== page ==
1. They say that 'primordial stress' is related to our unspoken fear of dying, of the and of life. But is it really dying that we are afraid of? No, because we don't know what dying really is. With the end of our existence also comes the end of consciousness and sensation, and so how can we know anything of dying?

2. Stress is generated by a fear of not being perfect. So, you believe you are perfect, do you? Well, you should know that you have never been perfect, because your lack of modesty allowed you to think that you were. And there can be no perfection where there is a lack!

3. Stress comes from being afraid that you can't get everything done on time. Time, like apace, is an extendable dimension. It is one of those rare commodities that can be bestowed almost without limit. Remember that nothing grand or beautiful was ever accomplished in a day.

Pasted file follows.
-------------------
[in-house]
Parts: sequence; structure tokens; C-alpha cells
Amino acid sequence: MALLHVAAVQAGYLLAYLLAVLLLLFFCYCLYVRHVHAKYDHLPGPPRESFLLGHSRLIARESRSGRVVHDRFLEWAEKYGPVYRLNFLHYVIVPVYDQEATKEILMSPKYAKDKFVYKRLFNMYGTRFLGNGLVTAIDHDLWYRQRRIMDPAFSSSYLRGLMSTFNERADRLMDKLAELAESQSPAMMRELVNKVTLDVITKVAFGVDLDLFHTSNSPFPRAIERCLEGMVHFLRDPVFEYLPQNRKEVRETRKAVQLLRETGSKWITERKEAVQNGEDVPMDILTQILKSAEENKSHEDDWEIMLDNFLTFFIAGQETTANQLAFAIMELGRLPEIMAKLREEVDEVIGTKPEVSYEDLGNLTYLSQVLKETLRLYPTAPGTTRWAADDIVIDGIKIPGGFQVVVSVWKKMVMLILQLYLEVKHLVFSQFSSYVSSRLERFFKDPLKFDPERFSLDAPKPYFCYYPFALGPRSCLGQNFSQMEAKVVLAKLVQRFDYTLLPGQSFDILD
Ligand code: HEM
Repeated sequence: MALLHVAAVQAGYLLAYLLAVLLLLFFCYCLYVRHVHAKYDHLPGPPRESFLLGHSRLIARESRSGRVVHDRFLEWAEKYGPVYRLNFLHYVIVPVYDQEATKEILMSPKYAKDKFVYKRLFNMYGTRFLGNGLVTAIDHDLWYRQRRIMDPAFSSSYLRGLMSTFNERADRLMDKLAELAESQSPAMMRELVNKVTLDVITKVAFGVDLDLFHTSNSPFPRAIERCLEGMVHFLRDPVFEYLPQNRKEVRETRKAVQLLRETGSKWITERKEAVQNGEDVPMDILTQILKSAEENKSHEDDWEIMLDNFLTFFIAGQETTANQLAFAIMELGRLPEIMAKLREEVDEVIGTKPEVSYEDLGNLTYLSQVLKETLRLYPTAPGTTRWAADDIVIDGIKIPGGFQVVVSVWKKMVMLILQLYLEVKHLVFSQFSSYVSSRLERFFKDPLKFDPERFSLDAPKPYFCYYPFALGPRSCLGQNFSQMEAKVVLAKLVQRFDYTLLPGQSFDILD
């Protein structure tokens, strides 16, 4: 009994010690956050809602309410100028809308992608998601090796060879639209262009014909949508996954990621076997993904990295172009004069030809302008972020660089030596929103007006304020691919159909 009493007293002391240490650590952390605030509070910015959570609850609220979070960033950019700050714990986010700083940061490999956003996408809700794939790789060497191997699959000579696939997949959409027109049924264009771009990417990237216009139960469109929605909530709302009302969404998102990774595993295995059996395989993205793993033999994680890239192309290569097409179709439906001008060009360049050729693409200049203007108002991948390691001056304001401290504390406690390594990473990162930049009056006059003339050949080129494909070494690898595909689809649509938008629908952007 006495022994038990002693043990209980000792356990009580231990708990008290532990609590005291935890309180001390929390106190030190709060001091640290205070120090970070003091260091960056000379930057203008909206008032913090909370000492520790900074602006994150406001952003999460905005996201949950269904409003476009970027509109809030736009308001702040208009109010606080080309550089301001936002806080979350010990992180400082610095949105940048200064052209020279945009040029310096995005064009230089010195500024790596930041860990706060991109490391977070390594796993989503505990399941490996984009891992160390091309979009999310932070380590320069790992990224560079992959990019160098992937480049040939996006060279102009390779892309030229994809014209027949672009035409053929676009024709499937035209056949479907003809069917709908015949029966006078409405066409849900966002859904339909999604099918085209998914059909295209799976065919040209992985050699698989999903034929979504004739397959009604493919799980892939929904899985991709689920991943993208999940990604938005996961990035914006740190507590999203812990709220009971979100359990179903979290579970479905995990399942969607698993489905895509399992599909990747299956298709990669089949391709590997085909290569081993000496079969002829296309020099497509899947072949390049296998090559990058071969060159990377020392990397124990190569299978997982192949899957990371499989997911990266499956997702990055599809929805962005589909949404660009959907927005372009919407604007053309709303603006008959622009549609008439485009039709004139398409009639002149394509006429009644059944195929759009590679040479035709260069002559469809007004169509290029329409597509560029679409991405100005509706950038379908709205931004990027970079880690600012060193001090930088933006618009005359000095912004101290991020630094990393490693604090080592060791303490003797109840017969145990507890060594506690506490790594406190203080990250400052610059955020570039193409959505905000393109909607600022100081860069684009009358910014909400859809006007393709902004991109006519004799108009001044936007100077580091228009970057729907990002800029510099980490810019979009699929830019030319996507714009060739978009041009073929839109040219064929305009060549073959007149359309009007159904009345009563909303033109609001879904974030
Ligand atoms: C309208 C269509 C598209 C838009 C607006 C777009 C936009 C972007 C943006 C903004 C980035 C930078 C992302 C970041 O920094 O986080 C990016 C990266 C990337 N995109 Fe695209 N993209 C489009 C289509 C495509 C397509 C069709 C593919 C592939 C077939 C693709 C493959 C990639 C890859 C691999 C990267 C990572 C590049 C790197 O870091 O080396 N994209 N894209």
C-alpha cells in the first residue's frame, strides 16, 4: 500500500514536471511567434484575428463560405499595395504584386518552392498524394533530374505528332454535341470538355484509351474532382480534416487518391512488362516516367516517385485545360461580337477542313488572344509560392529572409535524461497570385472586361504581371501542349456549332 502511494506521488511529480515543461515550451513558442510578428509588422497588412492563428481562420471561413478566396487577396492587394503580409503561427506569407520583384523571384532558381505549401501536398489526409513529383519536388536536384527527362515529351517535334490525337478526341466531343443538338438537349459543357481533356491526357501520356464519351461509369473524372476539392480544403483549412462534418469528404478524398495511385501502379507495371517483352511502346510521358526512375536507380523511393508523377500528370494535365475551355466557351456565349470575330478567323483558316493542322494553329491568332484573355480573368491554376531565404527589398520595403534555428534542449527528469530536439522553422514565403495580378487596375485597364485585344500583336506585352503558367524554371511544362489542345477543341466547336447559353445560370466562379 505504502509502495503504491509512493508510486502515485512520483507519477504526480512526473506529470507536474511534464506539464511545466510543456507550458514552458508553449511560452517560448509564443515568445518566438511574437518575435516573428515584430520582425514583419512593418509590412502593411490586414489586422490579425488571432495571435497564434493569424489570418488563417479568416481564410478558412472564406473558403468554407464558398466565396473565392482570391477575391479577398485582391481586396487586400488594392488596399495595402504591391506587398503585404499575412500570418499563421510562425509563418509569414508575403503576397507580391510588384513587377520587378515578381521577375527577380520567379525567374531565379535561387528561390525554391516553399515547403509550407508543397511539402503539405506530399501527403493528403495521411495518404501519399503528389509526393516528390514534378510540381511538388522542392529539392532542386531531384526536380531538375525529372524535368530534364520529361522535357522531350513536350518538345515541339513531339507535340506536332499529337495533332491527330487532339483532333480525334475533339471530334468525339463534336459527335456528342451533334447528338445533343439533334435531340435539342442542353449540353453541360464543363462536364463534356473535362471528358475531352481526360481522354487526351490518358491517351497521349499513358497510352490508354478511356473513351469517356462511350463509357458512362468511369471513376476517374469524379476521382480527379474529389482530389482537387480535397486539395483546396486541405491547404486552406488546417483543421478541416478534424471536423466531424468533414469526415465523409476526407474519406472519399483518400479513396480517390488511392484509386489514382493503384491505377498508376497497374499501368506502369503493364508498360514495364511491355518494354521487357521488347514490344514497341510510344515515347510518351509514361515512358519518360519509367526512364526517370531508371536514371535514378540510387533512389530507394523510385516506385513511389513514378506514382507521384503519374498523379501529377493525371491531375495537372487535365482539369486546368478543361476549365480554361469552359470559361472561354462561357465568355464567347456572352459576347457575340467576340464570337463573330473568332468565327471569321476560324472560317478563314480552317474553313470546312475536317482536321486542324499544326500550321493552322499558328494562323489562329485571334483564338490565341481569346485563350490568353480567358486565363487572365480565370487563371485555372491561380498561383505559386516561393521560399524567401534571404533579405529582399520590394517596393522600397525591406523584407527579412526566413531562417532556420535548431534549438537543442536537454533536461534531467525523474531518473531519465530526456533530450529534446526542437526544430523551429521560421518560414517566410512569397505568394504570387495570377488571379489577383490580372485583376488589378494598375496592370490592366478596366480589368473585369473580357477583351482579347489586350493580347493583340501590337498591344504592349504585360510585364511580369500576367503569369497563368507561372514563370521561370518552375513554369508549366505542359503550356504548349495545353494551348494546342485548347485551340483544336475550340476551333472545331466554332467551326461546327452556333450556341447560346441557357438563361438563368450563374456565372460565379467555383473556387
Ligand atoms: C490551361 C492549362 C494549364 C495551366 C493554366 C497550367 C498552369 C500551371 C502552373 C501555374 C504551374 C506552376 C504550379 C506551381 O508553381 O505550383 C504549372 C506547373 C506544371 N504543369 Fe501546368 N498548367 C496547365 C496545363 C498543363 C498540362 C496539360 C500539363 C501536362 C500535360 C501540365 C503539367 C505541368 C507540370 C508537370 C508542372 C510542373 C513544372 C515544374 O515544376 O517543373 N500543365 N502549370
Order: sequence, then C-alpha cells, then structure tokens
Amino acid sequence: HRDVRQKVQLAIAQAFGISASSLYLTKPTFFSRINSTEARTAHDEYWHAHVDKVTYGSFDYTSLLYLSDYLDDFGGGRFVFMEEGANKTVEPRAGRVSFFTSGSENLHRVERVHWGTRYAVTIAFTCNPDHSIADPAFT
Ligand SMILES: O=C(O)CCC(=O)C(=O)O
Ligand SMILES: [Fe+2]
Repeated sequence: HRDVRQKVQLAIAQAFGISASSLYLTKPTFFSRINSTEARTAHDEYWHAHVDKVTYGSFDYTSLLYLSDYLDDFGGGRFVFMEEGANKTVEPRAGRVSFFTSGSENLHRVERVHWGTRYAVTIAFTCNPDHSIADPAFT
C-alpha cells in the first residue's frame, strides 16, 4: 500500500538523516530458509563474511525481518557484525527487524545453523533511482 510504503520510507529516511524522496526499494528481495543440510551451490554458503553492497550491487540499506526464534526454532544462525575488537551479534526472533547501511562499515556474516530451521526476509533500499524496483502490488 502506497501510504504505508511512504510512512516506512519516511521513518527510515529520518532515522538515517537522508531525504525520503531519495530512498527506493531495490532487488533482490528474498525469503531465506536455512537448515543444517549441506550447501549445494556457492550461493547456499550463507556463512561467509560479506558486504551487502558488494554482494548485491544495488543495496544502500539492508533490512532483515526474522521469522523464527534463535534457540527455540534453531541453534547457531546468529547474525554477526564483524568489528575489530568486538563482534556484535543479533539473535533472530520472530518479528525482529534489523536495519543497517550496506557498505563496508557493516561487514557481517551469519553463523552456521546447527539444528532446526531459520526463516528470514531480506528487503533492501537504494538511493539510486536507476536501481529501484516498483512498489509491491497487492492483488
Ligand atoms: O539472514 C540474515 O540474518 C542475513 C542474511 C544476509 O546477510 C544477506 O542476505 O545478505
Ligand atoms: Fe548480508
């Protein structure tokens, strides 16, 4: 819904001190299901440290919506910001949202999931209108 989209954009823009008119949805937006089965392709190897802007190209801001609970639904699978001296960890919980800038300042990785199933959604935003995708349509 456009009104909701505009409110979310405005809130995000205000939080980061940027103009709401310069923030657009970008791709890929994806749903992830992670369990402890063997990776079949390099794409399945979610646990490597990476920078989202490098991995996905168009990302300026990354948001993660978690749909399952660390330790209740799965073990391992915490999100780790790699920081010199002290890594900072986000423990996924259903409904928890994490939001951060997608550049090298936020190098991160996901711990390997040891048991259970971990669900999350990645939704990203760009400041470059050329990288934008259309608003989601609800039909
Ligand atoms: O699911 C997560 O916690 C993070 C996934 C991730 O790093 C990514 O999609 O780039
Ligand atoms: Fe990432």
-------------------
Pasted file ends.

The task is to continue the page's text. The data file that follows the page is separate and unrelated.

4. Stress comes from fearing that you do not correspond to the self image you want to project. The eye does not see the object itself, but the image of the object. You too are just a reflection in other people's eyes. They will never see you as you really are, no matter how hard they try. So why worry?

5. Stress arises when you don't know how to say no. You do know how to say no. Do you need proof? Well, the fact that you are alive and reading these lines means that you have succeeded in saying no many times, both with your body and with your mind. That's because living means refusing to die, day after day.

You can start lowering your stress level starting today. All you have to do is choose your priorities!

- Editorial Team
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Child Career Exam Fever